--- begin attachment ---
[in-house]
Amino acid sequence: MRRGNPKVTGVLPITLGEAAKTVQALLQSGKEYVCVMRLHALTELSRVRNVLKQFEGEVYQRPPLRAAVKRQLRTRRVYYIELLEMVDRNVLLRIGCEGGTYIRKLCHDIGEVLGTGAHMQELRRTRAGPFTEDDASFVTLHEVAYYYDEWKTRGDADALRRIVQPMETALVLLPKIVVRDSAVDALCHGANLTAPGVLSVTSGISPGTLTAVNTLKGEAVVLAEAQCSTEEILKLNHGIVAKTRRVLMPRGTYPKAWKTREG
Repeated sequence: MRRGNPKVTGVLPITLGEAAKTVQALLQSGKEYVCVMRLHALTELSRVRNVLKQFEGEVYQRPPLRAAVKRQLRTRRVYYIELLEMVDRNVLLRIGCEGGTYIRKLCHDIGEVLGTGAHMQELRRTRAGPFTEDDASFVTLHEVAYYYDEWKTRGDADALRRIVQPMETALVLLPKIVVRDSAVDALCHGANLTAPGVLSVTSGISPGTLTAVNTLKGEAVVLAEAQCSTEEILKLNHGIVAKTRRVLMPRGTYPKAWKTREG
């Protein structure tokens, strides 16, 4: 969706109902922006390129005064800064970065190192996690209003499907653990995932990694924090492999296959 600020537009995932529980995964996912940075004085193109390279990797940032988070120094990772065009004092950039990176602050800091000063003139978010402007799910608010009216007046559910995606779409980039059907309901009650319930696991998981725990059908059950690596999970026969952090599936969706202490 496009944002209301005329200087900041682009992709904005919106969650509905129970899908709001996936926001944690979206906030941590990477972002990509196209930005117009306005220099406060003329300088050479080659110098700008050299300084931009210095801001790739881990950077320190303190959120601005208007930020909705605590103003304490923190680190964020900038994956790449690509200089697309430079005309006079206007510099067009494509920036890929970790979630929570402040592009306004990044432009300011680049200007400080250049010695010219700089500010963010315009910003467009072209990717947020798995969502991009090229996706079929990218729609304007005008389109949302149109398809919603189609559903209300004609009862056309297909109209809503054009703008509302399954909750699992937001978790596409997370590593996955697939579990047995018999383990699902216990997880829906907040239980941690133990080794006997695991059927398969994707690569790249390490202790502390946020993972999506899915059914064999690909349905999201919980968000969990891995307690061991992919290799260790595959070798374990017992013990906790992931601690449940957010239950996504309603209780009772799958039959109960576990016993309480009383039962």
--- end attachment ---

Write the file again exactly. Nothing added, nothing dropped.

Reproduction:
[in-house]
Amino acid sequence: MRRGNPKVTGVLPITLGEAAKTVQALLQSGKEYVCVMRLHALTELSRVRNVLKQFEGEVYQRPPLRAAVKRQLRTRRVYYIELLEMVDRNVLLRIGCEGGTYIRKLCHDIGEVLGTGAHMQELRRTRAGPFTEDDASFVTLHEVAYYYDEWKTRGDADALRRIVQPMETALVLLPKIVVRDSAVDALCHGANLTAPGVLSVTSGISPGTLTAVNTLKGEAVVLAEAQCSTEEILKLNHGIVAKTRRVLMPRGTYPKAWKTREG
Repeated sequence: MRRGNPKVTGVLPITLGEAAKTVQALLQSGKEYVCVMRLHALTELSRVRNVLKQFEGEVYQRPPLRAAVKRQLRTRRVYYIELLEMVDRNVLLRIGCEGGTYIRKLCHDIGEVLGTGAHMQELRRTRAGPFTEDDASFVTLHEVAYYYDEWKTRGDADALRRIVQPMETALVLLPKIVVRDSAVDALCHGANLTAPGVLSVTSGISPGTLTAVNTLKGEAVVLAEAQCSTEEILKLNHGIVAKTRRVLMPRGTYPKAWKTREG
């Protein structure tokens, strides 16, 4: 969706109902922006390129005064800064970065190192996690209003499907653990995932990694924090492999296959 600020537009995932529980995964996912940075004085193109390279990797940032988070120094990772065009004092950039990176602050800091000063003139978010402007799910608010009216007046559910995606779409980039059907309901009650319930696991998981725990059908059950690596999970026969952090599936969706202490 496009944002209301005329200087900041682009992709904005919106969650509905129970899908709001996936926001944690979206906030941590990477972002990509196209930005117009306005220099406060003329300088050479080659110098700008050299300084931009210095801001790739881990950077320190303190959120601005208007930020909705605590103003304490923190680190964020900038994956790449690509200089697309430079005309006079206007510099067009494509920036890929970790979630929570402040592009306004990044432009300011680049200007400080250049010695010219700089500010963010315009910003467009072209990717947020798995969502991009090229996706079929990218729609304007005008389109949302149109398809919603189609559903209300004609009862056309297909109209809503054009703008509302399954909750699992937001978790596409997370590593996955697939579990047995018999383990699902216990997880829906907040239980941690133990080794006997695991059927398969994707690569790249390490202790502390946020993972999506899915059914064999690909349905999201919980968000969990891995307690061991992919290799260790595959070798374990017992013990906790992931601690449940957010239950996504309603209780009772799958039959109960576990016993309480009383039962």